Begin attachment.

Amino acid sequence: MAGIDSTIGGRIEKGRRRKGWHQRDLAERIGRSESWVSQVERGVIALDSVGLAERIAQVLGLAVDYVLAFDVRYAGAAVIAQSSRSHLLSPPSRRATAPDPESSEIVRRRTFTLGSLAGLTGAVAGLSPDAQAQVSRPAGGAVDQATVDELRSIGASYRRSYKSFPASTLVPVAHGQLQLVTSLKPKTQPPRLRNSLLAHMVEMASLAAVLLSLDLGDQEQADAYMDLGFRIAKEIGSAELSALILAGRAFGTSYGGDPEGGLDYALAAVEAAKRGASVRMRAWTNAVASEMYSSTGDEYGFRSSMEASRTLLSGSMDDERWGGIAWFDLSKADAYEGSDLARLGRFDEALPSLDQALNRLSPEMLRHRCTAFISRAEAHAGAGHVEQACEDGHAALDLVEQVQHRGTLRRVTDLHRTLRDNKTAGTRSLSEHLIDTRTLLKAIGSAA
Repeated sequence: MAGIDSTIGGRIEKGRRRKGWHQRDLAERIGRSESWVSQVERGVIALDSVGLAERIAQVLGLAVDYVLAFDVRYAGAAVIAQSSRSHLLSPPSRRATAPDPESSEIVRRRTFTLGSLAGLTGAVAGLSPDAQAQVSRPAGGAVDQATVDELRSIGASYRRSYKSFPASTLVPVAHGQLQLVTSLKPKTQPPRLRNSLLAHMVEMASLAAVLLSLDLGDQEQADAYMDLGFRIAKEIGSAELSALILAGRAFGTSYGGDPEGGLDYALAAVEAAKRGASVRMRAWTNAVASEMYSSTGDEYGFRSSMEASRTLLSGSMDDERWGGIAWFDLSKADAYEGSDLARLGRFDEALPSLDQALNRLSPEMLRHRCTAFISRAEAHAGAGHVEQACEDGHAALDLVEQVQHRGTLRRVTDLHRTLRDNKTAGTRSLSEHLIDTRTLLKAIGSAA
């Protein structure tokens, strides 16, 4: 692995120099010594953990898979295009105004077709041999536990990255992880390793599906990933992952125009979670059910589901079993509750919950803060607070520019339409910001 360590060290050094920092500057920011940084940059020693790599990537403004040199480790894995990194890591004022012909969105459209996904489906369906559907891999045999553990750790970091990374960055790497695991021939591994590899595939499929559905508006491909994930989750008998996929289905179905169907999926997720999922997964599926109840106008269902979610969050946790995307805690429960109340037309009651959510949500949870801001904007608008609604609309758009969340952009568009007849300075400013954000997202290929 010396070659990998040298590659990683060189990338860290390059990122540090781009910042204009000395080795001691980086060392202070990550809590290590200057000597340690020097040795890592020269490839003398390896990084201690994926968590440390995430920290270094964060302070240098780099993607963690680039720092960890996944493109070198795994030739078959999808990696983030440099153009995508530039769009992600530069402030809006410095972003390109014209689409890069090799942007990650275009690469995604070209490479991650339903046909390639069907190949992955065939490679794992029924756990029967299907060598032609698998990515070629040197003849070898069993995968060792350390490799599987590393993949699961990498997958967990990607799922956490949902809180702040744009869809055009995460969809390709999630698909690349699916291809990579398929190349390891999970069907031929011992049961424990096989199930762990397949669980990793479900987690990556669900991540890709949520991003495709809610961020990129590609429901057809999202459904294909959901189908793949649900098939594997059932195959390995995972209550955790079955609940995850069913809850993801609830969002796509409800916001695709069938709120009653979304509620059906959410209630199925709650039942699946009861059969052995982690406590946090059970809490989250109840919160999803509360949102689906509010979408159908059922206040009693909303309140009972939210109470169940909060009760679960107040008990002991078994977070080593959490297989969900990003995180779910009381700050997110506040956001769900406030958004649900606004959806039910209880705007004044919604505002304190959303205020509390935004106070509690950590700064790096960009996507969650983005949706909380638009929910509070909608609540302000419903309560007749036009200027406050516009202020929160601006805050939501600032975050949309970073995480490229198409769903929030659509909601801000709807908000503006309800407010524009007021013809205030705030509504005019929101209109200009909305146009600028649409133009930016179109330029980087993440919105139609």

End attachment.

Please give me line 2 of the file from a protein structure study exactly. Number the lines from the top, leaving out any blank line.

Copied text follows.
Repeated sequence: MAGIDSTIGGRIEKGRRRKGWHQRDLAERIGRSESWVSQVERGVIALDSVGLAERIAQVLGLAVDYVLAFDVRYAGAAVIAQSSRSHLLSPPSRRATAPDPESSEIVRRRTFTLGSLAGLTGAVAGLSPDAQAQVSRPAGGAVDQATVDELRSIGASYRRSYKSFPASTLVPVAHGQLQLVTSLKPKTQPPRLRNSLLAHMVEMASLAAVLLSLDLGDQEQADAYMDLGFRIAKEIGSAELSALILAGRAFGTSYGGDPEGGLDYALAAVEAAKRGASVRMRAWTNAVASEMYSSTGDEYGFRSSMEASRTLLSGSMDDERWGGIAWFDLSKADAYEGSDLARLGRFDEALPSLDQALNRLSPEMLRHRCTAFISRAEAHAGAGHVEQACEDGHAALDLVEQVQHRGTLRRVTDLHRTLRDNKTAGTRSLSEHLIDTRTLLKAIGSAA